Remortgaging Guide

Are you still getting the best deal on your mortgage? Home.co.uk recommends that borrowers take time to review their mortgage regularly, not only to see if they can save money, but to ensure the terms you have agreed continue to suit your personal circumstances. It's certainly worthwhile as homeowners and landlords may find they can save hundreds, or even thousands, of pounds a year if they remortgage their property or get a better deal from their present provider or simply gain peace of mind that the deal they struck is still a good one.

What is also certain is that more and more homeowners are now switching lenders. In fact, so much so that the property finance industry refers to such savvy borrowers as 'rate tarts'.

Definition of Remortgage

"Remortgaging is the replacement of an existing mortgage with a new one. You may do this to save money. This might be possible by switching to another mortgage product with the same lender or by switching your business to a competitor. Remember, if you switch lenders, the saving you make on the interest rate you pay may be partially or wholly eaten up by the transaction charges associated with moving your loan." [Unless your new lender is willing to cover some or all of these costs.]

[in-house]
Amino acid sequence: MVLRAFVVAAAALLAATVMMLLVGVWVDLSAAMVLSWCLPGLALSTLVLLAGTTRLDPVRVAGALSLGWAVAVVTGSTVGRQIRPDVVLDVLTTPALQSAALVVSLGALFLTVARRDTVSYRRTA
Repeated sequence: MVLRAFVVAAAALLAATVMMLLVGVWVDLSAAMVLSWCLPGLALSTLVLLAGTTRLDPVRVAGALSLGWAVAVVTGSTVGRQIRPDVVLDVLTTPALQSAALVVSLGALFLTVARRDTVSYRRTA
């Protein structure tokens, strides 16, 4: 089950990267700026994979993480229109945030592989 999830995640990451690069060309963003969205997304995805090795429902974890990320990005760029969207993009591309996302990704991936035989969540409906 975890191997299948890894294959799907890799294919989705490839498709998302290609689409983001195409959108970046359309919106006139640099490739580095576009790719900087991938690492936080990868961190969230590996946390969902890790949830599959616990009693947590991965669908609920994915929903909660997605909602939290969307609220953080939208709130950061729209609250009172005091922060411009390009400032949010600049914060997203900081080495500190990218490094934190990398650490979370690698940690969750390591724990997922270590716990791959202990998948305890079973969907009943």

"There may be redemption fees and reservation fees demanded by your old and new lenders. The old lender may charge you a penalty while the new one an arrangement fee. The new lender will want to value the property just as your old lender once did. So there'll be surveyor fees, not to mention some conveyancing. And that means solicitors are likely to get in on the act once again. So, if you're considering a remortgage, do your sums carefully. You may find yourself facing the equivalent of several months mortgage payments, wiping out the benefits of remortgaging." - Home.co.uk Mortgage Glossary

Reasons for Remortgaging

Apart from the obvious potential savings to be made there are other reasons why you may wish to switch. For example, some people may be stuck with a mortgage term that runs on longer than the day that they want to retire. But not many people will have built up a pension fund large enough to provide enough income to pay for their chosen standard of living and keep paying off a mortgage. It may be that they need to remortgage to reduce, or even increase the length of their mortgage term.

So if you've been thinking about remortgaging, read our step-by-step guide to find out to go about it.

See also: Remortgage Advice

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